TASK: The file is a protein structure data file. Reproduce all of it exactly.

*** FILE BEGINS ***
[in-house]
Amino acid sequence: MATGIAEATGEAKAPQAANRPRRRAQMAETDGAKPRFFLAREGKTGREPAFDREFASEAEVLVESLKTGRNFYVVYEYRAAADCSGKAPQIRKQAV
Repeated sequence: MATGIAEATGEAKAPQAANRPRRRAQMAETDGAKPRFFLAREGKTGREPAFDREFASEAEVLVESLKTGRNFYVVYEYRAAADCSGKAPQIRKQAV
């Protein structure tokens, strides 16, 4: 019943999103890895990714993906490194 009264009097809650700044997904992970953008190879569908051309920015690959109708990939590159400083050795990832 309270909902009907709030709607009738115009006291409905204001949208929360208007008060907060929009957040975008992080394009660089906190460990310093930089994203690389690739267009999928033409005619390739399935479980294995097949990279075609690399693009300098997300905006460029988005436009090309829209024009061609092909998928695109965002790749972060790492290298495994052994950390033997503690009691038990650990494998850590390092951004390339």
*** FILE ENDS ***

[in-house]
Amino acid sequence: MATGIAEATGEAKAPQAANRPRRRAQMAETDGAKPRFFLAREGKTGREPAFDREFASEAEVLVESLKTGRNFYVVYEYRAAADCSGKAPQIRKQAV
Repeated sequence: MATGIAEATGEAKAPQAANRPRRRAQMAETDGAKPRFFLAREGKTGREPAFDREFASEAEVLVESLKTGRNFYVVYEYRAAADCSGKAPQIRKQAV
């Protein structure tokens, strides 16, 4: 019943999103890895990714993906490194 009264009097809650700044997904992970953008190879569908051309920015690959109708990939590159400083050795990832 309270909902009907709030709607009738115009006291409905204001949208929360208007008060907060929009957040975008992080394009660089906190460990310093930089994203690389690739267009999928033409005619390739399935479980294995097949990279075609690399693009300098997300905006460029988005436009090309829209024009061609092909998928695109965002790749972060790492290298495994052994950390033997503690009691038990650990494998850590390092951004390339």